• Rob Arbery

Response to the Officers Report on Agenda Item 44 ETS

BADGE & PossAbility People’s Response to Agenda Item 44: Officers’ Report for November ET&S: Emergency Active Travel measures - Blue Badge holder parking and access for disabled people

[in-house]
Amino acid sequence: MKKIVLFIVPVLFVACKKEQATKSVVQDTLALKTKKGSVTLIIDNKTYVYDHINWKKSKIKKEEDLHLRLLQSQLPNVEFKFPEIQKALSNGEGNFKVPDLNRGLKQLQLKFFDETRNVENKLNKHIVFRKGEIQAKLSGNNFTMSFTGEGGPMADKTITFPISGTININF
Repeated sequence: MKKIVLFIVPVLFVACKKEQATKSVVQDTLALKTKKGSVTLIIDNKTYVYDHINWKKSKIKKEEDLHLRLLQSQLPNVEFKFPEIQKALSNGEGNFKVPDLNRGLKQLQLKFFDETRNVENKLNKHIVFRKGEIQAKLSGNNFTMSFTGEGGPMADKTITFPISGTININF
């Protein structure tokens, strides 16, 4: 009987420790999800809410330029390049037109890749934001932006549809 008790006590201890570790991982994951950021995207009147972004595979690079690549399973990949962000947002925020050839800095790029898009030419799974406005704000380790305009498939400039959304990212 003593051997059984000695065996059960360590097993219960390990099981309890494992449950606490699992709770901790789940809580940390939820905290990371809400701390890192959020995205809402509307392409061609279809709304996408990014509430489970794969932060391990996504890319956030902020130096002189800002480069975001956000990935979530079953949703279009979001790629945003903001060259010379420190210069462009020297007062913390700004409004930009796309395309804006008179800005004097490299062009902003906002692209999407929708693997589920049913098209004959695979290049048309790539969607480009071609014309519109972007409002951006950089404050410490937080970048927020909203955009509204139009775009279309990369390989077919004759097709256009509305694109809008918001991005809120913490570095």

Dear Amy Thank you for advising us by email dated 22nd November 2020 that the Officer’s Report - requested by you as a formal response to our Deputation of 29th September to ET&S Committee - had been published. Unfortunately as stated in our earlier email, this has not allowed sufficient time for us to respond by way of a Deputation within the Committee forum. We (BADGE & PossAbility people) do find this extremely disappointing in that this is not the spirit of consultation and co-working which we have voluntarily entered into via our attendance and input via the Advisory Group Meetings that we’ve attended since 18th August. Whilst it’s true that the Council Procedures do not permit automatic right of reply from the public to an Officer’s Report, nor a repeat Deputation within a set time period, this was a report that you ordered in direct response to our Deputation - and as such we would have hoped for the opportunity to include our specific response to the Officer Report to be considered alongside the Report at Committee. We are also disappointed that Rob and I attended a Covid Advisory Group Meeting on Monday 16th November, chaired by Mark Prior, the Reporting Officer, which you also attended, Amy. It would have been an opportunity to share and discuss the report - in the way that other reports relating to Tranche 1 and 2 have been shared and discussed, and there was certainly opportunity for the Author to advise us of the imminent publication. Having read the Report, our responses are annotated to be read in conjunction: 3.2 “with the aims of helping vulnerable people in the city and promoting health and wellbeing” Blue Badge holders are indeed vulnerable people in the city, whose health and wellbeing is underpinned by being able to equally access essential journeys and amenities, by means of adequate proximity parking - the central ethos of the Government’s Blue Badge scheme. 3.3 It’s been recognised and was in fact the subject of another deputation to the same Committee Meeting, that the mechanisms for online consultation were not widely and equally accessible to all, and in fact significantly disadvantaged people with learning disabilities, low vision or those people without access to large desktop devices in order to fully take in proposed changes. Further, members of the public weren’t aware that some of the changes were afoot, and so the idea that they would notionally access the TRO Portal to check if their lives might be affected was and is wholly unrealistic. Additionally, where the implemented provision deviated from the Plan (e.g. Old Town Bartholomew Square), this further hindered genuine consultation. 3.4 When ET&S Committee signed off the initial Transport Action Plan, they were informed that specific consultation had taken place with disabilities and equalities stakeholders. As attested by the public statement from PossAbility people, no such consultation that was specific to the overarching Equalities Impact Assessment nor to the specific details of the Covid Tranche 1 plans had taken place. There was no subsequent consultation on the reworked EIA either, in the sense that no draft was shared for our comments prior to submission, despite our role within the Advisory Group. 4.4 PSED does indeed recognise the need for fair and proportionate balance - and this is precisely why the notion of ‘reasonable adaptation’ is included within the Equalities Framework. The expectation is that, where absolutely necessary, (and once all other avenues have been demonstrably explored) an alternative compensatory provision must be worked in, if a proposed change is predicted to have a disproportionately negative impact on those people with the protected characteristic. To be clear, if in creating a new favourable scenario (e.g. Madeira Drive for safe outdoor socially distanced exercise for health and wellbeing for non disabled people) results in a disproportionate impact on disabled people, (e.g. disabled people are now unable to get to the newly created safe area because the parking is too far away) this is direct discrimination. 4.5 Consultation on the superficial LCWIP principles can not and should not be equated with consultation on specific Covid Transport Action measures. NONE of the Covid schemes/specifics (and subsequent related issues raised by BADGE & PossAbility people) were contained within the LCWIP presentation at the online meeting attended by the Possability People representative. The Tranche 1 bid was sent to Government the following day - so the very timeline demonstrates that specific consultation could not and did not take place. It was misleading for this to have been presented to Committee as Covid Consultation. To date, the Equalities Impact Assessment has still not been formally shared with BADGE or Possability people by The Equalities Team, and we have not been invited to comment on its evolution. 5.3 Again, this Report neglects to state explicitly that there are only 7 bays for the whole of the seafront stretch, which is further compounded by: a/ the inaccessibility and safety issues of the repositioned bays b/ the loss of the 60% back up of Pay & Display options C/ the (not Covid) TRO Plan to remove the disabled parking bays (TRO30a) on Adelaide Crescent & Palmeira Gardens in the bi-annual ‘sweep up and recharge’ of Blue Badge residential bays. That the Council should be proposing a sweeping removal of those bays because ‘a resident has reported they are underused’ is quite frankly, astounding, given the very high profile issues with seafront parking. Whilst not part of Covid Emergency Transport Action Plan, it’s another example of discrimination. Why is the Blue Badge community required to prove that the bays are being well used, when the same is not required of residential permit parking, or indeed pay & display parking? There is no ruling governing how much of the day or night a Blue Badge bay must be in use. Yet the onus has been on ‘prove they are needed or lose them’. Moreover, residents being asked to pay to retain bays that were once paid for at the point of installation, that require no additional work, is also morally questionable, as well as asking a resident to pay for a bay, that any Blue Badge holder can then legitimately park in. This is pertinent to the seafront issues, because when the summer arrives, and the pandemic has abated, disabled people will, like non disabled people, be keen to get to the seafront again, which means proximity parking - quite possibly hoping to use the bays on Adelaide and Palmeira that are under threat. The failure to consider this ‘double disproportionate disadvantage’ for disabled residents and visitors in this popular seafront Zone M area is worrying. BADGE sent a formal objection to the proposed removal of the Bays and the enforced ‘repeat tariff’ approach since we know some distressed members have already paid an ‘admin fee’ to protect these existing bays - even though they would have already been paid for when first requested - and others will and do park in them. We submitted photographic evidence of the bays in use across various days and times, even though there is no requirement to ‘prove’ their use, and would like to know what monitoring the Council Team undertook in addition to one member of the public’s comment, that led to proposing such a sweeping reduction in bays. 5.4 & 5.5 There was no consultation with any disabled groups or Blue Badge holders regarding the design and positioning of the new bays. Had there been consultation with PossAbility people (BADGE wasn’t formed at that point) it would have been pointed out that the bays are still not long enough to permit rear ramp access, the buffer zone isn’t as wide as the doors on larger vehicles and trying to board/disembark from vehicles in these new disabled bays is extremely difficult for anyone in an adult sized wheelchair or electric wheelchair/scooter. Officers have responded by saying that the new bays are better than what was before - but this does not equate to being safe and fit for purpose. The RSA conducted in June (Report published in July) identified a red flag collision zone between high sided vehicles and cyclists, for the disabled bays at the bottom of John Street. The Council’s response was “no action/ monitor”. We were informed that a second Safety Audit took place w/c 7th September, with 2 days specifically allocated to looking at the parking bays. We have asked for the results of the monitoring, and for a summary of the RSA Report, but to date, the Response is still being worked on. We have had verbal confirmation from Mark Prior that there are no safety issues with either of the sets of Blue Badge bays. However the bays opposite John Street still have to be accessed by cutting across the cycle lane, and having tried to use those bays (taking up 2 spaces if in a van) it’s clear that vision is restricted and both entering and exiting these bays is a stressful experience, particularly with fast bikes and traffic build up. At the very beginning, BADGE offered up suggestions for better parking options on the North side of the A259, but these have not been pursued. Blue Badge holders have told us that they are now not even trying to park up to go to their own seafront. Our concerns regarding practicality, ease of use, safety and the potential for a serious accident when trying to use these disabled bays, remain. We are now 8 weeks further on since ET&S and there has been no progress on Seafront Access issues. We also raise the concern that the analysis of the results of the Consultation around the A259 Seafront Cycle Lane have not (to our knowledge) been shared publicly. This remains the only one of the Tranche 1 scheme that has not been fed back to the public and is of key relevance to BADGE and PossAbility Community given the disproportionate impact on Seafront Access for people with reduced mobility. We know that members of our community submitted objections and concerns via the consultation, so why has this information not been released? We believe that specific feedback on use /avoidance of those disabled bays is sitting within that part of the consultation. This is especially pertinent as the Projects team elected not to conduct the onsite consultation they had suggested, did not invite a contribution to the second RSA, and did not take up our offer to survey our members on the Seafront Blue Badge Bays that we offered. Coupled with the delay in releasing the RSA from early September, this remains a key area of concern. 5.6 Whilst we have been attending meetings since 18th August, these meetings are still informal, and not recorded with minutes. We were under the impression following your Chair’s Address and response to the Deputation, that the meetings were to be formalised, with Remit and Terms of Reference etc. alongside a review of the Active Travel Forum, but this has not happened to date. 5.7 Geraldine, as Chief Officer for Possability people will comment separately on the specifics and the activities to date of the working partnership with PossAbility People referenced. 5.8 & 5.9 Fails to recognise the distress caused by the closure of 14 bays, the inadequacy and the breach of the ‘suitable alternative provision’ PSED requirement, by shunting Blue Badge holders 3/4 mile east where only 3 spaces awaited (one of which was being taken up by a council contractor on the day we met with Council Officers). This did not constitute ‘proximity parking’ and since it directly impacted on disabled people and their access to the Madeira Drive/Pier amenities and caused significant distress, in order to make a positive provision for non disabled people, (to exercise and physically distance and maintain their mental and physical health) this strongly points to a direct discrimination. Furthermore, as evidenced by Members feedback both to BADGE and Possability people, on social media, and via the consultation, several people experienced the humiliation of having to spell out exactly why they needed to get to the Changing Places facilities, in some cases being told that they’d got 10 minutes and then needed to be back out again. This contravenes a person’s basic human rights to be afforded the same dignities of a non disabled person, who does not need to explain their bodily functions to a stranger who will then decide whether to let them pass. Despite these concerns being flagged up, the indignity remained for the duration until the one way system was opened up. 5.10 & 5.11 BADGE & PossAbility People are relieved to see the former bays reinstated now that Madeira Drive has been reopened one way, and the increased Blue Badge parking will enable better access for holders to Madeira Drive upon completion. Being included in the Plans for the staged reopening was especially helpful as it highlighted the optimal solution to meet the needs of both the Traders and Blue Badge holders. 5.13 5.14 & 5.15 Bartholomew Square Blue Badge parking was not completed in accordance with the Plan. 4 overly large spaces were painted in rather than the 8 detailed on the Plan - again, without prior consultation. This resulted on one occasion in two cars parking within one wide space, meaning that there wasn’t space for the original driver to get back into their vehicle. Had there been a specific consultation with Blue Badge representatives, a fit for purpose provision could have been painted in from the outset, avoiding months of detrimental impact. We gave recommendations back in September, just before ET&S Committee, but we are still waiting for the parking to be fully implemented (although agreement seems to have been reached in principle). Long term parking for disabled people is not just for those who are working, but also for people who just want to spend longer than 3 hours in town. Again, there seems to be an expectation from the Council that Blue Badge holders must explain their movements and activities in order to be conceded the same basic variety of parking options that non disabled drivers already have. Again, we reiterate that Blue Badge schemes must offer proximity parking, which is why multi story car park options will often not meet the need, especially in our steep gradient streets of Brighton. 5.18 Again, this Report has omitted the pertinent detail - that there were only 4 Blue Badge bays to serve the whole London Road Area, of which 2 were removed. So whilst the revised TRO has reinstated 2 bays in a new location and tagged a single extra bay on, there is still a loss of parking options in that area, since the Pay & Display options have been significantly reduced. All in all, Blue Badge holders endured several months of 50% less designated parking without alternative provision being offered. 5.23 Badge & Possability people were not aware that disabled parking nearby is being monitored, or how this relates to the New Road restrictions (given the New Road bays are to serve that specific area and offer the only level access parking in an otherwise hilly part of town) and would like details on the locations, dates & times of the monitoring and when and how this information will be reviewed. In Conclusion, 8 weeks on from the last ET&S Committee, whilst the situation for Blue Badge holders has improved in parts, there is still a way to go, progress has been painfully slow, with little alternative provision being made in that interim time period , leaving Blue Badge holders waiting for the wider changes of TRO Amendments or Reversals before parking and access could be improved. Discussions regarding an improved consultation process for Tranche 2 have begun, but having read this Report, we are concerned that this Report both recognises the disproportionately negative impacts (7.10) that you as Chair of ET&S also referenced in your remarks at the September ET&S Committee, yet refuses to recognise that this constitutes discrimination. While we wait for the full reparation of parking and improvement to provision where needed, together with the RSA for the A259 Seafront, we will continue to use our best endeavours to represent our communities and advise on what is required in order to avoid a repeat of these issues and to ensure that Tranche 2 schemes offer equal and proportionate protection and enhancement for disabled people living, working and visiting our city, in line with their protected characteristics as set out in Public Sector Equalities Duties and our city’s inclusive values. Best Wishes Pippa Hodge Rob Arbery (BADGE) Geraldine Des Moulins (PossAbility People) ~23rd November 2020~